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Abstract of the Week

December Topic: Cognitive behavioral therapy + Vestibular Therapy for persistent dizziness

No 544: December 16, 2020

Efficacy of intergrating vestibular rehabilitation and cognitive behaviour therapy in persons with persistent dizziness in primary care- a study protocol for a randomised controlled trial

Kristiansen, L., Magnussen, L. H., Wilhelmsen, K. T., Mæland, S., Nordahl, S., Clendaniel, R., Hovland, A., & Juul-Kristensen, B. (2019). Efficacy of intergrating vestibular rehabilitation and cognitive behaviour therapy in persons with persistent dizziness in primary care- a study protocol for a randomised controlled trial. Trials, 20(1), 575. 
 
Abstract
 
Background: Dizziness is a common complaint, and the symptom often persists, together with additional complaints. A treatment combining Vestibular Rehabilitation (VR) and Cognitive Behaviour Therapy (CBT) is suggested. However, further research is necessary to evaluate the efficacy of such an intervention. The objective of this paper is to present the design of a randomised controlled trial aiming at evaluating the efficacy of an integrated treatment of VR and CBT on dizziness, physical function, psychological complaints and quality of life in persons with persistent dizziness.
 
Methods/design: The randomised controlled trial is an assessor-blinded, block-randomised, parallel-group design, with a 6- and 12-month follow-up. The study includes 125 participants from Bergen (Norway) and surrounding areas. Included participants present with persistent dizziness lasting for at least 3 months, triggered or exacerbated by movement. All participants receive a one-session treatment (Brief Intervention Vestibular Rehabilitation; BI-VR) with VR before being randomised into a control group or an intervention group. The intervention group will further be offered an eight-session treatment integrating VR and CBT. The primary outcomes in the study are the Dizziness Handicap Inventory and preferred gait velocity.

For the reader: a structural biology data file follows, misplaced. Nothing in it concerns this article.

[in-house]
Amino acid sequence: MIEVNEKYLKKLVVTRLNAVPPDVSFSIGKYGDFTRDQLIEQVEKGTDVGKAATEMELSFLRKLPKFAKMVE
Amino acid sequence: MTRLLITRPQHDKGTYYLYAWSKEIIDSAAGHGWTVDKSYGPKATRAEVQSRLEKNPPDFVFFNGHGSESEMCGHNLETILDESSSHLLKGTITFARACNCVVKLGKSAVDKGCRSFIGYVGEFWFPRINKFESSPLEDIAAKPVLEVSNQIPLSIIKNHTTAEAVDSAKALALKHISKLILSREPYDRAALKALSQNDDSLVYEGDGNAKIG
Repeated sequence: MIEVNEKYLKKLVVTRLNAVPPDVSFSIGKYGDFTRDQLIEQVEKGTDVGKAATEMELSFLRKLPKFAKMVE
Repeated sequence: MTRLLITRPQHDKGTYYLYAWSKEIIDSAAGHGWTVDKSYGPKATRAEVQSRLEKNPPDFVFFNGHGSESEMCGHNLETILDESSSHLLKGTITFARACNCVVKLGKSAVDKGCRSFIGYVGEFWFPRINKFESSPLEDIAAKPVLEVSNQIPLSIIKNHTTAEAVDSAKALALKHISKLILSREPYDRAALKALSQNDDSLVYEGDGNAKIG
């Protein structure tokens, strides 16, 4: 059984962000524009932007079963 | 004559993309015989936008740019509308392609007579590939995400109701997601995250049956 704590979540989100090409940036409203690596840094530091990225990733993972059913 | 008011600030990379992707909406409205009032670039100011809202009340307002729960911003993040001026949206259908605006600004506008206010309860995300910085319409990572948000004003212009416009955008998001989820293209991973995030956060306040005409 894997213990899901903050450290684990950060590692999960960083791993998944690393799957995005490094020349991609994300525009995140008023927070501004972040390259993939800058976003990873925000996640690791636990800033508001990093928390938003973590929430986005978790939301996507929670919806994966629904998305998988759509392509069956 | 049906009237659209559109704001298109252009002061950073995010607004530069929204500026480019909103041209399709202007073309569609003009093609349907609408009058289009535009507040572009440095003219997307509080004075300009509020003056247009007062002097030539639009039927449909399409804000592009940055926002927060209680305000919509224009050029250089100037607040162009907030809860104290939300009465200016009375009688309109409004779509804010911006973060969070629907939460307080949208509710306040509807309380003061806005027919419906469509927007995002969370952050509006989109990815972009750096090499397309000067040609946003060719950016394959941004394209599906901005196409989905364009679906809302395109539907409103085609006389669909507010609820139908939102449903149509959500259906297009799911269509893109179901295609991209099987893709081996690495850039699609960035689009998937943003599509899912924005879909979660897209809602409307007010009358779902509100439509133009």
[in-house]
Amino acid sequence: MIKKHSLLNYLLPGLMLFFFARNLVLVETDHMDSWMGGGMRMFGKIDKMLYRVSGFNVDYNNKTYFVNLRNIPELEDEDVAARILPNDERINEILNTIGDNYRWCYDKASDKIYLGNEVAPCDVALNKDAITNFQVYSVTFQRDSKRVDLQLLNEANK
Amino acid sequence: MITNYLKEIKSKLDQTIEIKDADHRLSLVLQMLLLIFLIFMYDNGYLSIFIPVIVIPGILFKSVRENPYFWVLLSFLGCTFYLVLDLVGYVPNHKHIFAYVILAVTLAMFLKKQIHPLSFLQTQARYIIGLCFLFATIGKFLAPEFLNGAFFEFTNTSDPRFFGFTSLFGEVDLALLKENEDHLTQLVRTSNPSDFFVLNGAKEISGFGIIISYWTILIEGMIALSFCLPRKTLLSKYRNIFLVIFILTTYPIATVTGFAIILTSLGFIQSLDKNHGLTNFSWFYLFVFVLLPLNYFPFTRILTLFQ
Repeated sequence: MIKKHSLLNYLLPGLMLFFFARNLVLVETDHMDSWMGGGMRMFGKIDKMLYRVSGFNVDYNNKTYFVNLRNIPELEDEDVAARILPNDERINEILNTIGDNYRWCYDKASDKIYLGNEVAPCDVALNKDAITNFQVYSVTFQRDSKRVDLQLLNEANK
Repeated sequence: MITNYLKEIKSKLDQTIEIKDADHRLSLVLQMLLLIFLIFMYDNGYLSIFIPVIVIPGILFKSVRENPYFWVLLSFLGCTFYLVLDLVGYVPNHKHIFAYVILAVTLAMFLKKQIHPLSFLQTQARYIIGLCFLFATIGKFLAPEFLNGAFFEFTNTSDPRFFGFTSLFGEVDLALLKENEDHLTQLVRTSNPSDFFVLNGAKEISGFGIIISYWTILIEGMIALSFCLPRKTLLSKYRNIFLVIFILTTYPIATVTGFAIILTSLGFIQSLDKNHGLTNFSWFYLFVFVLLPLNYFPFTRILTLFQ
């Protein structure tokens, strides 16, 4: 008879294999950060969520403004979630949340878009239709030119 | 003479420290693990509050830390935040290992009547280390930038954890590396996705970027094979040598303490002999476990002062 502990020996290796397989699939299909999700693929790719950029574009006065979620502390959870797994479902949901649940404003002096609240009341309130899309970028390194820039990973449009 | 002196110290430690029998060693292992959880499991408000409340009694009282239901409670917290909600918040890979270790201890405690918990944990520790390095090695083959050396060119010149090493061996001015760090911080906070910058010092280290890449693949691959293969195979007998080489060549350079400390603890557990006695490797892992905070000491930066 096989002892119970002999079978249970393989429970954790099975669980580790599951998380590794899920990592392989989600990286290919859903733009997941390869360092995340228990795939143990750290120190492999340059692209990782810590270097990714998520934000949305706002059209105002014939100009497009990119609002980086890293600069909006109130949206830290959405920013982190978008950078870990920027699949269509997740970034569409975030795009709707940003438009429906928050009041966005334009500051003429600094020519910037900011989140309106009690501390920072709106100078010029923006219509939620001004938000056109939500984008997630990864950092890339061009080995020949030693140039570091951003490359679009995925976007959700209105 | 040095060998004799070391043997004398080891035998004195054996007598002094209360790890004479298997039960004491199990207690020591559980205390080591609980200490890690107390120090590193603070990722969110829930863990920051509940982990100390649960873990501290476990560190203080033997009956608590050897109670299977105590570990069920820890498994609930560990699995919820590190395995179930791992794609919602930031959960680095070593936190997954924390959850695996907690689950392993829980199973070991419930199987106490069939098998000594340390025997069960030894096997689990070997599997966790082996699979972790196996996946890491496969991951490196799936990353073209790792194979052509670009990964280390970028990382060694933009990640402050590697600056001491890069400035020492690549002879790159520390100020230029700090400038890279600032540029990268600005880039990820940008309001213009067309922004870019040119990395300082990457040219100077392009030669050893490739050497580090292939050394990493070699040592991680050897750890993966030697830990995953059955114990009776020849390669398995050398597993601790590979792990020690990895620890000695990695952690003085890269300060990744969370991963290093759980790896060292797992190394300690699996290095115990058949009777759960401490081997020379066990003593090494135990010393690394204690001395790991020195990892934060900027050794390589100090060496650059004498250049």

Discussion: Previous studies combining these treatments have been of varying methodological quality, with small samples, and long-term effects have not been maintained. In addition, only the CBT has been administered in supervised sessions, with VR offered as home exercises. The current study focusses on the integrated treatment, a sufficiently powered sample size, and a standardised treatment programme evaluated by validated outcomes using a standardised assessment protocol.
 
 
PMID: 31590692
 
This abstract can be found on http://www.ncbi.nlm.nih.gov/sites/entrez entering the PMID number listed above into the "Search" field

 

No 543: December 9, 2020

Multimodal treatment of persistent postural-perceptual dizziness

Axer, H., Finn, S., Wassermann, A., Guntinas-Lichius, O., Klingner, C. M., & Witte, O. W. (2020). Multimodal treatment of persistent postural-perceptual dizziness. Brain and behavior, e01864. Advance online publication. 
 
Abstract
 
Background: Persistent postural-perceptual dizziness (PPPD) is a chronic disorder with fluctuating symptoms of dizziness, unsteadiness, or vertigo for at least three months. Its pathophysiological mechanisms give theoretical support for the use of multimodal treatment. However, there are different therapeutic programs and principles available, and their clinical effectiveness remains elusive.
 
Methods: A database of patients who participated in a day care multimodal treatment program was analyzed regarding the therapeutic effects on PPPD. Vertigo Severity Scale (VSS) and Hospital Anxiety and Depression Scale (HADS) were assessed before and 6 months after therapy.